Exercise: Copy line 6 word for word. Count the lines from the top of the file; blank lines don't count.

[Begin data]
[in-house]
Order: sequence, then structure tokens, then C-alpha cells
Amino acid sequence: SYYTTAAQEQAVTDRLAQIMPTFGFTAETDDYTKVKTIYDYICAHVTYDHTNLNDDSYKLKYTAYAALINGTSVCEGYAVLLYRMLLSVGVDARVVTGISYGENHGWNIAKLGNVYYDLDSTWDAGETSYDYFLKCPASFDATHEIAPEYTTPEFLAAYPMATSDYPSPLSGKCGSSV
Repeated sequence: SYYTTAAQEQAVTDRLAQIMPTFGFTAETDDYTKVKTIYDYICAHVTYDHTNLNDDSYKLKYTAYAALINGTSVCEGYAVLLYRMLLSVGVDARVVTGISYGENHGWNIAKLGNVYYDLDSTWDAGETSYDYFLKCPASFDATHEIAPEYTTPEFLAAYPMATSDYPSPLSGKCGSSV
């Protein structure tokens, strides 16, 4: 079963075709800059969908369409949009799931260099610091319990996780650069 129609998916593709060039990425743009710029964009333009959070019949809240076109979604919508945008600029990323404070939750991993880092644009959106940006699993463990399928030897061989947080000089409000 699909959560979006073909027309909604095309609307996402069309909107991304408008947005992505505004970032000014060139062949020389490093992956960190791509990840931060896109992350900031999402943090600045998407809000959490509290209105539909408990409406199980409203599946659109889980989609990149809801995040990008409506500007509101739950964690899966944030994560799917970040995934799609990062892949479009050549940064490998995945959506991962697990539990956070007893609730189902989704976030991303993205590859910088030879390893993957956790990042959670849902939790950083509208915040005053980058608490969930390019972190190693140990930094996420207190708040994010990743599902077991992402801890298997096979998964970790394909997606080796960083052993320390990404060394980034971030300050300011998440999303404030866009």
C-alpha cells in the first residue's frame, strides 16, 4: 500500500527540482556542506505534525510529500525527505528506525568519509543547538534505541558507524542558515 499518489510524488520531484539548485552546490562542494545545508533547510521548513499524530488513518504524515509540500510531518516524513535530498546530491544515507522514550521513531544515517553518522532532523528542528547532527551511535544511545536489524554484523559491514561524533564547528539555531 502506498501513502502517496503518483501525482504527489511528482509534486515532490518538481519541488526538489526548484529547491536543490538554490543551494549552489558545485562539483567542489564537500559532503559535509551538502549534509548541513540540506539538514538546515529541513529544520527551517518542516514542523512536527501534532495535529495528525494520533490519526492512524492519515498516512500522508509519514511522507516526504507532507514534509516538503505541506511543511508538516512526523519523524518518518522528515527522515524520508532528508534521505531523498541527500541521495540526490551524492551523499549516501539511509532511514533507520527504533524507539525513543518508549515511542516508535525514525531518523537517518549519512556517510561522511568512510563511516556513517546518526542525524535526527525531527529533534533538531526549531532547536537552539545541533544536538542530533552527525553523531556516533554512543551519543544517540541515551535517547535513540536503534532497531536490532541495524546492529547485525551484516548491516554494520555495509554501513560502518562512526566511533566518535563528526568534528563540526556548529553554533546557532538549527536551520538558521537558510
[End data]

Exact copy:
C-alpha cells in the first residue's frame, strides 16, 4: 500500500527540482556542506505534525510529500525527505528506525568519509543547538534505541558507524542558515 499518489510524488520531484539548485552546490562542494545545508533547510521548513499524530488513518504524515509540500510531518516524513535530498546530491544515507522514550521513531544515517553518522532532523528542528547532527551511535544511545536489524554484523559491514561524533564547528539555531 502506498501513502502517496503518483501525482504527489511528482509534486515532490518538481519541488526538489526548484529547491536543490538554490543551494549552489558545485562539483567542489564537500559532503559535509551538502549534509548541513540540506539538514538546515529541513529544520527551517518542516514542523512536527501534532495535529495528525494520533490519526492512524492519515498516512500522508509519514511522507516526504507532507514534509516538503505541506511543511508538516512526523519523524518518518522528515527522515524520508532528508534521505531523498541527500541521495540526490551524492551523499549516501539511509532511514533507520527504533524507539525513543518508549515511542516508535525514525531518523537517518549519512556517510561522511568512510563511516556513517546518526542525524535526527525531527529533534533538531526549531532547536537552539545541533544536538542530533552527525553523531556516533554512543551519543544517540541515551535517547535513540536503534532497531536490532541495524546492529547485525551484516548491516554494520555495509554501513560502518562512526566511533566518535563528526568534528563540526556548529553554533546557532538549527536551520538558521537558510